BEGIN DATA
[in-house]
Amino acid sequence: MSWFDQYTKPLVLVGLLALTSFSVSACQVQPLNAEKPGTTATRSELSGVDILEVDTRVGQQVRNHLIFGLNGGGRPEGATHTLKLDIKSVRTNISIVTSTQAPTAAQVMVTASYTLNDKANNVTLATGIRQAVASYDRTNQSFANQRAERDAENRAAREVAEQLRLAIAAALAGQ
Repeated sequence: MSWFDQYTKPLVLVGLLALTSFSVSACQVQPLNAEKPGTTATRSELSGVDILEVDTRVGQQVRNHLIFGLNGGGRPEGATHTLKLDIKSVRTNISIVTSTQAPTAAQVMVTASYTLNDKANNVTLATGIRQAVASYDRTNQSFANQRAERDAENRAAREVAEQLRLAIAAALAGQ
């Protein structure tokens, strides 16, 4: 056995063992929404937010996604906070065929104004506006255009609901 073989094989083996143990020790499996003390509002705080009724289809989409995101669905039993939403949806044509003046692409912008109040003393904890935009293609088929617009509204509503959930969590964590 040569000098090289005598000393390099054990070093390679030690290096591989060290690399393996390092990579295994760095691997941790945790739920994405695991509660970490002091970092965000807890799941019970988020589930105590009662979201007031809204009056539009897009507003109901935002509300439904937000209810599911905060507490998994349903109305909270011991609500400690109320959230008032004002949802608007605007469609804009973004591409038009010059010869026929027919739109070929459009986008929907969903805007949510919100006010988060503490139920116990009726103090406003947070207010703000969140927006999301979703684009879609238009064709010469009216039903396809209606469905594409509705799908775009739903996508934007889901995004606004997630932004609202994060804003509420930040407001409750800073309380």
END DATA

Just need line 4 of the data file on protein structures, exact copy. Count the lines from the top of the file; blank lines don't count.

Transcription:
């Protein structure tokens, strides 16, 4: 056995063992929404937010996604906070065929104004506006255009609901 073989094989083996143990020790499996003390509002705080009724289809989409995101669905039993939403949806044509003046692409912008109040003393904890935009293609088929617009509204509503959930969590964590 040569000098090289005598000393390099054990070093390679030690290096591989060290690399393996390092990579295994760095691997941790945790739920994405695991509660970490002091970092965000807890799941019970988020589930105590009662979201007031809204009056539009897009507003109901935002509300439904937000209810599911905060507490998994349903109305909270011991609500400690109320959230008032004002949802608007605007469609804009973004591409038009010059010869026929027919739109070929459009986008929907969903805007949510919100006010988060503490139920116990009726103090406003947070207010703000969140927006999301979703684009879609238009064709010469009216039903396809209606469905594409509705799908775009739903996508934007889901995004606004997630932004609202994060804003509420930040407001409750800073309380």